Rome

Best Overlooked Attractions and Sights in Rome

Castel Sant’Angelo Image: pinterest.com

Castel Sant’Angelo
Image: pinterest.com

 

Talented accounting and finance systems professional Kevin Martoken serves as a fund accountant at Grassi & Co., in New York. In this capacity, he prepares monthly financials, assists with external audits, and interacts with clients. In his free time, Kevin Martoken enjoys traveling around the world to such locations as Paris and Rome.

Rome is a wildly popular tourist destination, and most visitors are excited to see such attractions as the Vatican or Trevi Fountain. However, the city also is home to numerous attractions that often fall by the wayside. Below are just a few examples of these overlooked sights:

Castel Sant’Angelo: located near St. Peter’s Basilica, Castel Sant’Angelo rests along the Tiber River. It was originally built for Emperor Hadrian as a mausoleum, but it held several roles before finally becoming a tourist attraction and National Museum. Tickets are relatively cheap and allow visitors to explore everything from the museum to the tunnels and terraces.

– Baths of Caracalla: providing a unique look into the leisure time of ancient Romans, the Baths of Caracalla are often overshadowed by the nearby Colosseum. They were built between 212 and 219 AD and feature plenty of original decorations, including colored marble floors and glass mosaics. Visitors can explore the gym, spa, and sauna rooms, along with various study areas.

– EUR: a Fascist-era neighborhood, EUR rests just south of the center of Rome. It was commissioned by Benito Mussolini and was intended to be the sight of a future world’s fair. Most tourists do not know that the neighborhood exists, but it makes for an interesting experience that shows a different part of Roman history.

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Lesser-Known Spots in Rome to Visit

 

The Villa de Quintilli  pic

The Villa de Quintilli
Image: tripadvisor.com

Kevin Martoken is a New York-based professional with more than 15 years of experience in the financial services field. In his leisure time, Kevin Martoken enjoys traveling to various countries across the world, and has visited several locations in Italy, including Rome.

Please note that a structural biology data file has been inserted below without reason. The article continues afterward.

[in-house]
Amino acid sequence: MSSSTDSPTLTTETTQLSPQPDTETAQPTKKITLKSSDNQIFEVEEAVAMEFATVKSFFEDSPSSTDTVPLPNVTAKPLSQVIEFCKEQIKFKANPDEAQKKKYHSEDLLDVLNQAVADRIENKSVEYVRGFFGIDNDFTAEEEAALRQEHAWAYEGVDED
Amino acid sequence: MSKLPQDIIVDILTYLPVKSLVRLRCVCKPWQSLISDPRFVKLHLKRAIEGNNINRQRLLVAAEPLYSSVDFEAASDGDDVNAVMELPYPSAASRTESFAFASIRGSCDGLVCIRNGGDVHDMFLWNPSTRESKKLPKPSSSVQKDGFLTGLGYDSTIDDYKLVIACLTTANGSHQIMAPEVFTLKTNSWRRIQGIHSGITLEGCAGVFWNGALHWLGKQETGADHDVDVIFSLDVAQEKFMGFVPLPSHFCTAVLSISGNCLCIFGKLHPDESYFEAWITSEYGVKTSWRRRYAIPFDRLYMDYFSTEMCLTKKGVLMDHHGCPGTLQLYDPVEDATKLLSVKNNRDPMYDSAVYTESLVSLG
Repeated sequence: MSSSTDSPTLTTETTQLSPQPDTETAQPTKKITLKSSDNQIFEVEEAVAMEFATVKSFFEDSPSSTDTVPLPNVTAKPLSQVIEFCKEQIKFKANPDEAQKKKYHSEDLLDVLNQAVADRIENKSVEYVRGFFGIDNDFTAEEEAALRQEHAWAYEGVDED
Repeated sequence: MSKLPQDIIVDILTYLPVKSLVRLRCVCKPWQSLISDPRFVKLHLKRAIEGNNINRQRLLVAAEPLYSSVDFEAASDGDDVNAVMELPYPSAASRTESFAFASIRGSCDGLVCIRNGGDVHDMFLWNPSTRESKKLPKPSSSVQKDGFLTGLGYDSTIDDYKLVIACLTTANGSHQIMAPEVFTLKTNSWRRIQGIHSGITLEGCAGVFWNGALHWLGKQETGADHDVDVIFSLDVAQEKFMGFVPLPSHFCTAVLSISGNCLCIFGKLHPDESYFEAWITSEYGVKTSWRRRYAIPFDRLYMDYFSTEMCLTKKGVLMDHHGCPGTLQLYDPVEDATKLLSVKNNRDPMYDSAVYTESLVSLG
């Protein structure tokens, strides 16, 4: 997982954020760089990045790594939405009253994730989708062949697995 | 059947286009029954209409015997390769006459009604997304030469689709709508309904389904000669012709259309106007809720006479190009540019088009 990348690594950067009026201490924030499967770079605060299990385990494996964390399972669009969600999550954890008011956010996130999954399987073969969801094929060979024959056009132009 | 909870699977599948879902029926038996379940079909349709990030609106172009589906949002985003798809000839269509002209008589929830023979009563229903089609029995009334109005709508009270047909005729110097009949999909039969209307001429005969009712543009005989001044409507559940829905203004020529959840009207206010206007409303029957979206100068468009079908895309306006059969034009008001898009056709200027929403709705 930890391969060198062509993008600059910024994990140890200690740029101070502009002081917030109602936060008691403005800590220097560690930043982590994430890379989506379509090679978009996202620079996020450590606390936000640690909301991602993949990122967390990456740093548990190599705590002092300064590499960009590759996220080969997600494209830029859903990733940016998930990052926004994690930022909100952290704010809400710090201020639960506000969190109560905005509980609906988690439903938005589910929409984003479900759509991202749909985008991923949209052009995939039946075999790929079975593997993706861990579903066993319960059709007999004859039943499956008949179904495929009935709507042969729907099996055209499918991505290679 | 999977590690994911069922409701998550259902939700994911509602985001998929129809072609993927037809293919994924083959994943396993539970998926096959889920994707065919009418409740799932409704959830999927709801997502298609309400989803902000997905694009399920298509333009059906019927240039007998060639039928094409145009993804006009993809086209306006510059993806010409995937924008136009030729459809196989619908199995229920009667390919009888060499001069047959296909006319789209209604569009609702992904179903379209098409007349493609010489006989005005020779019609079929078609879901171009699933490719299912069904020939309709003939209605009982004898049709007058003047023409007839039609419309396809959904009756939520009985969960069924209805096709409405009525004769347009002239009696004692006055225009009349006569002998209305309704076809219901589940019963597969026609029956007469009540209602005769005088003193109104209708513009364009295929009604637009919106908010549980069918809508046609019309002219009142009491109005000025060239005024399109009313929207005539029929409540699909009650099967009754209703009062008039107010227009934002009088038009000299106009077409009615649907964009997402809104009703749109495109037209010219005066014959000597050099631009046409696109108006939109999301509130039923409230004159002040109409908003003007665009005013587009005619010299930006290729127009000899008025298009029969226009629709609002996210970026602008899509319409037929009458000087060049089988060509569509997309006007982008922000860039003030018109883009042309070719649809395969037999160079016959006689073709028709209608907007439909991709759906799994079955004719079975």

Rome is one of the most historic and culturally rich cities in all of Europe. With no shortage of sights to see, tourists can often find themselves overlooking some of the most interesting aspects of the city. With that in mind, here are two of the lesser known, yet no less compelling spots to visit in Rome:

The Villa de Quintilli was once the home of Emperor Commodus, yet stands mostly forgotten when compared to some of the more popular places in Rome. The villa is still in relatively good condition for its age, and visitors can even get a look at the private gladiator training arena.

One of the more macabre, yet eerily fascinating sites in Rome is the crypt beneath San Callisto. These sprawling catacombs are one of the more somber reminders of Christian history in Rome, and home to half a million bodies. This spot may not be everyone’s cup of tea, but it’s certainly one of the more interesting places in the city to check out.

La Dolce Vita on a Dime

Rome Image: en.wikipedia.org

Rome
Image: en.wikipedia.org

Kevin Martoken is an experienced accountant and business analyst based in New York. He is a Syracuse University alumnus, earning a bachelor of science in accounting from the university’s Whitman School of Management. An avid traveler, Kevin Martoken has visited Rome, among other Italian cities.

From delectable foods like pizza and gelato to its art museums, from its Baroque churches to ancient archeological sites, there is much to explore in Rome. If you are travelling on a budget, these five famous attractions are open to the public for free:

1. The Trevi Fountain is a mythological themed Baroque work featuring sculptures of the sea god Neptune and his Tritons. It is particularly impressive viewed after dark, with the fountain alight.
2. The Roman Forum features ruins of ancient Rome, from government buildings to temples and monuments. The Forum is free to explore, but many enjoy renting an audio guide or paying for a tour.
3. St. Peter’s Basilica is the global center of the Roman Catholic Church. Climb 323 steps to the top of the dome as you explore this religious and architectural site.
4. The Pantheon is a gorgeous ancient temple built in 120 AD, and is the burial place of Italian Renaissance artist Raphael.
5. The Church of San Luigi dei Francesi features three paintings by Baroque artist Caravaggio, including his famous work, The Calling of Saint Matthew.